Special items belonging to the person we have lost can have more meaning now and remind us of them. They became our keepsakes. They help some of us reframe our loss.

Grief passes. Usually the intensity of our grief eases gradually, but it can come and go in intensity for a long time and may return at special times like birthdays or anniversaries. Expecting this means we are not so distressed by it.

Our needs change at different times in our grieving. Sometimes we felt OK and as though our lives were getting back to normal. At other times we felt that nothing helps our pain and that it overwhelmed us. In these times we learnt to take extra care of ourselves. We reminded ourselves that it will pass. Like ocean waves, our grief will come and go. Ours softened over time when we were able to let it come and go.

We found ways to honour the person we’ve lost. When someone dies suddenly we don’t have the chance to say goodbye. Talking about the person and sharing stories and memories is an important way to honour them.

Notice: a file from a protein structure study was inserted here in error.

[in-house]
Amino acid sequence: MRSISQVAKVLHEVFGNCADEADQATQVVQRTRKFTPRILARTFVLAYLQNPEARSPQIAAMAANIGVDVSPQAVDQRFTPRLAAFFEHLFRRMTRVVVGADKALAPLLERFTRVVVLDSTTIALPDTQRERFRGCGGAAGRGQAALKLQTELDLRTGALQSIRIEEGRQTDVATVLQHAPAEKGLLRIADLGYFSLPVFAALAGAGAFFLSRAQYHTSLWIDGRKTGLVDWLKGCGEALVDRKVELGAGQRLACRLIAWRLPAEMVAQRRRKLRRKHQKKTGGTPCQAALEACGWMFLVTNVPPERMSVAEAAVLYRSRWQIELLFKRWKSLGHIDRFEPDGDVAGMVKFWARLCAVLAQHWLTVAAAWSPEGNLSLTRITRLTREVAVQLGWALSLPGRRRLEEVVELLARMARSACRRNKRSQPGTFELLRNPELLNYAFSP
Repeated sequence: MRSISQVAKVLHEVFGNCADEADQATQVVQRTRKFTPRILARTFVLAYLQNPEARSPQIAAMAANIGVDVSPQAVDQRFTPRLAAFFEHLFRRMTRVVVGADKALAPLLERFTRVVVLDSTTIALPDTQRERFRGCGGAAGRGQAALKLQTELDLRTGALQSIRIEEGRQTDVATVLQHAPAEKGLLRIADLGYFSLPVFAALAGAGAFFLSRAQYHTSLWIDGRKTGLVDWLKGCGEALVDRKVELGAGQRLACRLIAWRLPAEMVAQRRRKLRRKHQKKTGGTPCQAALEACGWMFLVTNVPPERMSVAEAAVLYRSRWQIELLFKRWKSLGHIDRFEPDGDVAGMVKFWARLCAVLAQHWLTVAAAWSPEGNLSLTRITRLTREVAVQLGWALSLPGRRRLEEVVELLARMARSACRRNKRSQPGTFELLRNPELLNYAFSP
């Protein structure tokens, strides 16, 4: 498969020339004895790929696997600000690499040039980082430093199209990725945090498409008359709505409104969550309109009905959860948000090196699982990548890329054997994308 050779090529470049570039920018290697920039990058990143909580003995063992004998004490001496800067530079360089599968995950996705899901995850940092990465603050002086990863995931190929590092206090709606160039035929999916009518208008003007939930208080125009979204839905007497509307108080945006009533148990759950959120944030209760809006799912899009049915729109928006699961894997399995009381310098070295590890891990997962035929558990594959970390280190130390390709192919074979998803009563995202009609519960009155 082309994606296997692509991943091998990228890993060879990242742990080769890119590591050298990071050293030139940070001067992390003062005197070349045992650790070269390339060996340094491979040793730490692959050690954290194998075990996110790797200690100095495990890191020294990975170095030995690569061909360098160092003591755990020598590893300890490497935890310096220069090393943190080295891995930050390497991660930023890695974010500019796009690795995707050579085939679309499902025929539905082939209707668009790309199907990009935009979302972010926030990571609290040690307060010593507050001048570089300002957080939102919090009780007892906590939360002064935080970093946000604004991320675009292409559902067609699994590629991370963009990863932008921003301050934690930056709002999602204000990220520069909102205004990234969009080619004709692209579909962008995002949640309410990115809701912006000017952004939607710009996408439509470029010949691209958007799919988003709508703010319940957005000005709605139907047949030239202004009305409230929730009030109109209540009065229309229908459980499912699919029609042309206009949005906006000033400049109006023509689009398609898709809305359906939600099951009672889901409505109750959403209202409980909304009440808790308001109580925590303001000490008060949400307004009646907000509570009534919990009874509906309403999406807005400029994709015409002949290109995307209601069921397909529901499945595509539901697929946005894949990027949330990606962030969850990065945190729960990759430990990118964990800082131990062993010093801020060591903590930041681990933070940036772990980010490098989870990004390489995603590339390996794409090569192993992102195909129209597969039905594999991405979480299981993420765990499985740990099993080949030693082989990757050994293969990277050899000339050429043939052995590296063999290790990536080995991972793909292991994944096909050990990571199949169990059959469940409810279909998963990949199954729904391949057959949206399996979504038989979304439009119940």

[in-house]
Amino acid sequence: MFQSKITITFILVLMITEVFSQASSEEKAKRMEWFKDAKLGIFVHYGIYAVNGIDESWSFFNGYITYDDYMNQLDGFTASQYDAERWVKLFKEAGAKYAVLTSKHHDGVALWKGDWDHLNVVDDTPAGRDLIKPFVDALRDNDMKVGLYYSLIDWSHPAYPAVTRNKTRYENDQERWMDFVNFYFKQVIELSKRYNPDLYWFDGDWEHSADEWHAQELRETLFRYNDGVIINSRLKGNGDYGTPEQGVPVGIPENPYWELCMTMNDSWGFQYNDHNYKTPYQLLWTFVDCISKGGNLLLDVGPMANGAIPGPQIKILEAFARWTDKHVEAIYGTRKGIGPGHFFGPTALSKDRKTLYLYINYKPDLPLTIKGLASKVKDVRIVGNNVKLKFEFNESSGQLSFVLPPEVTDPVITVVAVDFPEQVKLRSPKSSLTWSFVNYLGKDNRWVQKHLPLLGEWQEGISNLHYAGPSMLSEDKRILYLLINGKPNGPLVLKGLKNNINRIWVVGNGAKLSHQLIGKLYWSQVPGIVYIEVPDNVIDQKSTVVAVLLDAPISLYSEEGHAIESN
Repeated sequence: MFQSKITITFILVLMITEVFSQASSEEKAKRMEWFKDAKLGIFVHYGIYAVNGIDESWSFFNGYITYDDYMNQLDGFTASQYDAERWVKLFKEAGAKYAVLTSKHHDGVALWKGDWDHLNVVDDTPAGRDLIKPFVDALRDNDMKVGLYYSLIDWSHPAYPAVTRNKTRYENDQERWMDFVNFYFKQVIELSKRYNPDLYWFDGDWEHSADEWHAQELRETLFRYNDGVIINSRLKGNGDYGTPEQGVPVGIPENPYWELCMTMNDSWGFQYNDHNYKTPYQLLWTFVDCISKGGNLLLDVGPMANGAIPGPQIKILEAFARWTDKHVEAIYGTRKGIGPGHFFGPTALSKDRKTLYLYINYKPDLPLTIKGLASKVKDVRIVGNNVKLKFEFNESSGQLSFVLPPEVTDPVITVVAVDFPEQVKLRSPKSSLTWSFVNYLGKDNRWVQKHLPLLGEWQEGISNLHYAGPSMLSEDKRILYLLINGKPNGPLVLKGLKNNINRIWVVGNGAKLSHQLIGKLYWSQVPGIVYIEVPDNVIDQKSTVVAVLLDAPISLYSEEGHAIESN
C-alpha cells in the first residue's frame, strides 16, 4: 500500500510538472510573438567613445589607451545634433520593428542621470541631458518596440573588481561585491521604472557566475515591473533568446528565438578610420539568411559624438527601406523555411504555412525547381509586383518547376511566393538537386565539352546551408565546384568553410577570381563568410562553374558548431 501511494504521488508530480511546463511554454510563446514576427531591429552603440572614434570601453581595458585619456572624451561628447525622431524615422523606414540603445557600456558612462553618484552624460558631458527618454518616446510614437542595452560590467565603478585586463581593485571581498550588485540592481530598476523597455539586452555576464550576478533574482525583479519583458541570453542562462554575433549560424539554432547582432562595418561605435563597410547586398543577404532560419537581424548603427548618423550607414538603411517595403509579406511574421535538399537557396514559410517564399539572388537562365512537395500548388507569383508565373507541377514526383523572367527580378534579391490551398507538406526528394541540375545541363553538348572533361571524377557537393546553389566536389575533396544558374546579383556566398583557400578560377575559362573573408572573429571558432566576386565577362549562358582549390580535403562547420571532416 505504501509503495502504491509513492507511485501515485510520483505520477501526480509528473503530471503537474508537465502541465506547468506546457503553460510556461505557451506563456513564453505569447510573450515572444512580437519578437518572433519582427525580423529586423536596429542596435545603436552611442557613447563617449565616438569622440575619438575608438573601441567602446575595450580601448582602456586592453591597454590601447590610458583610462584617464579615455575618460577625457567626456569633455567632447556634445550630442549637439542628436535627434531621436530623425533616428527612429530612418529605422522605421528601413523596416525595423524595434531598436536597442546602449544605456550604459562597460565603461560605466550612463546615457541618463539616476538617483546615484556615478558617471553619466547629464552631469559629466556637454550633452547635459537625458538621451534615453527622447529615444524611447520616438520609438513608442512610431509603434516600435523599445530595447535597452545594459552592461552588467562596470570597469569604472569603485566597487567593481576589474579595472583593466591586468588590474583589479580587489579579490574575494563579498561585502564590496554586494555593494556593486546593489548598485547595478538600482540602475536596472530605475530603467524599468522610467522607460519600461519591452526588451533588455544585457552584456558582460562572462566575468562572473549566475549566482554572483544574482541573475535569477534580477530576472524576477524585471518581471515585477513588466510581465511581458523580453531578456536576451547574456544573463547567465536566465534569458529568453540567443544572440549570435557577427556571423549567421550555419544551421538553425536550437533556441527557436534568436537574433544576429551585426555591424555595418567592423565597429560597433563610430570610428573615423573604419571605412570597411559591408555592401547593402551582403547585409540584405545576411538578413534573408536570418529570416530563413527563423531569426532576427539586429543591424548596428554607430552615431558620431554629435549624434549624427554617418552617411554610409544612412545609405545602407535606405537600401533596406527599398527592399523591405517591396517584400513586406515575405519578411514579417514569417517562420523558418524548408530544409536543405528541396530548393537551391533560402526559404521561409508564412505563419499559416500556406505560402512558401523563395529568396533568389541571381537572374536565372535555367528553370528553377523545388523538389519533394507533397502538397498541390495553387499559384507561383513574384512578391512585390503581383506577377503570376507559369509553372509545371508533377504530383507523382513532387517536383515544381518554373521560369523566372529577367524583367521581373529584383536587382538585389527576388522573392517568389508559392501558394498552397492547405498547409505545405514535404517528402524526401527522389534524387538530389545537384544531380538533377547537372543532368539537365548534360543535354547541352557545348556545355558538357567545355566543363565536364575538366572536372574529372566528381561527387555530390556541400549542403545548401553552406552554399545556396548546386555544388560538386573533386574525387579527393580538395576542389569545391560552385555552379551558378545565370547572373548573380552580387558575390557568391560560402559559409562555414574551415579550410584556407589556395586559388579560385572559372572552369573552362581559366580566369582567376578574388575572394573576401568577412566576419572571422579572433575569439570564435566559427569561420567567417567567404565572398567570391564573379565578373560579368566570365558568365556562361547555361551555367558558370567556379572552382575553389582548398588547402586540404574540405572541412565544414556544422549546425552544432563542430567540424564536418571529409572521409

We found ways to remember and honour helped us too: planting a tree, naming a place in their honour, carrying a sign or symbol on us every day, having special photos to keep the person close or making a CD of their favourite music to play.

We always remember what’s happened but we’ve learnt to live with our loss. Although the intensity of our grief is strongest in the weeks and months after the death, it takes most of us between two and five years (or even longer) to learn to live fully with our loss. Looking after ourselves through this time helps us accept our loss and engage with life again.

We learnt to accept help. Our friends and wider family will be happy to help if we let them. Practical things: picking children up from school, cooking a meal, cleaning the bathroom, taking us for a walk or a coffee, coming with us to a support group, if that’s what we want.

It’s also OK for us to ask for the kind of help we’d like.

Some of joined a bereavement support group to be with others who understood. We felt less alone and it helped to know others had found a way though the grief. It helped to know our reactions were simply grief, and that others had experienced this too.